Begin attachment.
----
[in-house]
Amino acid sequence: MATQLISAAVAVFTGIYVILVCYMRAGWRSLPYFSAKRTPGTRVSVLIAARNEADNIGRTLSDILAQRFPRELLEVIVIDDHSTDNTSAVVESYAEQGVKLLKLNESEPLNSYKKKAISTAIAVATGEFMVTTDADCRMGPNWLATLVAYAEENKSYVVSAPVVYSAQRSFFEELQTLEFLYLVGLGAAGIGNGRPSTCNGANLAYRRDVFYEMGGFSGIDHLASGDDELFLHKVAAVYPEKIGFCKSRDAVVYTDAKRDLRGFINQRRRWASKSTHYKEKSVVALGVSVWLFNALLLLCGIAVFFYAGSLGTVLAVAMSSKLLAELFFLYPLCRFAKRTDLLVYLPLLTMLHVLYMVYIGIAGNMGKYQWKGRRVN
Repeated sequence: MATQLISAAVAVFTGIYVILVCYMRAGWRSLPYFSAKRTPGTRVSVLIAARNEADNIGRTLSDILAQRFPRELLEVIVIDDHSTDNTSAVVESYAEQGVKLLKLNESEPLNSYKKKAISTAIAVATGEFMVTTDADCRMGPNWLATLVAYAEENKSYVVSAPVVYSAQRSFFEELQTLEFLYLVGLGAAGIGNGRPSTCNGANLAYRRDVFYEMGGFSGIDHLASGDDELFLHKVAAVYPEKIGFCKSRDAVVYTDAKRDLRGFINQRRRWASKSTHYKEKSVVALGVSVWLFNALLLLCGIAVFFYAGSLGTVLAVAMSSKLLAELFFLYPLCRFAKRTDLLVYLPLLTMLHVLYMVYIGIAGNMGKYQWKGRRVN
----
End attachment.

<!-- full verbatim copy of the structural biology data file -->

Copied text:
[in-house]
Amino acid sequence: MATQLISAAVAVFTGIYVILVCYMRAGWRSLPYFSAKRTPGTRVSVLIAARNEADNIGRTLSDILAQRFPRELLEVIVIDDHSTDNTSAVVESYAEQGVKLLKLNESEPLNSYKKKAISTAIAVATGEFMVTTDADCRMGPNWLATLVAYAEENKSYVVSAPVVYSAQRSFFEELQTLEFLYLVGLGAAGIGNGRPSTCNGANLAYRRDVFYEMGGFSGIDHLASGDDELFLHKVAAVYPEKIGFCKSRDAVVYTDAKRDLRGFINQRRRWASKSTHYKEKSVVALGVSVWLFNALLLLCGIAVFFYAGSLGTVLAVAMSSKLLAELFFLYPLCRFAKRTDLLVYLPLLTMLHVLYMVYIGIAGNMGKYQWKGRRVN
Repeated sequence: MATQLISAAVAVFTGIYVILVCYMRAGWRSLPYFSAKRTPGTRVSVLIAARNEADNIGRTLSDILAQRFPRELLEVIVIDDHSTDNTSAVVESYAEQGVKLLKLNESEPLNSYKKKAISTAIAVATGEFMVTTDADCRMGPNWLATLVAYAEENKSYVVSAPVVYSAQRSFFEELQTLEFLYLVGLGAAGIGNGRPSTCNGANLAYRRDVFYEMGGFSGIDHLASGDDELFLHKVAAVYPEKIGFCKSRDAVVYTDAKRDLRGFINQRRRWASKSTHYKEKSVVALGVSVWLFNALLLLCGIAVFFYAGSLGTVLAVAMSSKLLAELFFLYPLCRFAKRTDLLVYLPLLTMLHVLYMVYIGIAGNMGKYQWKGRRVN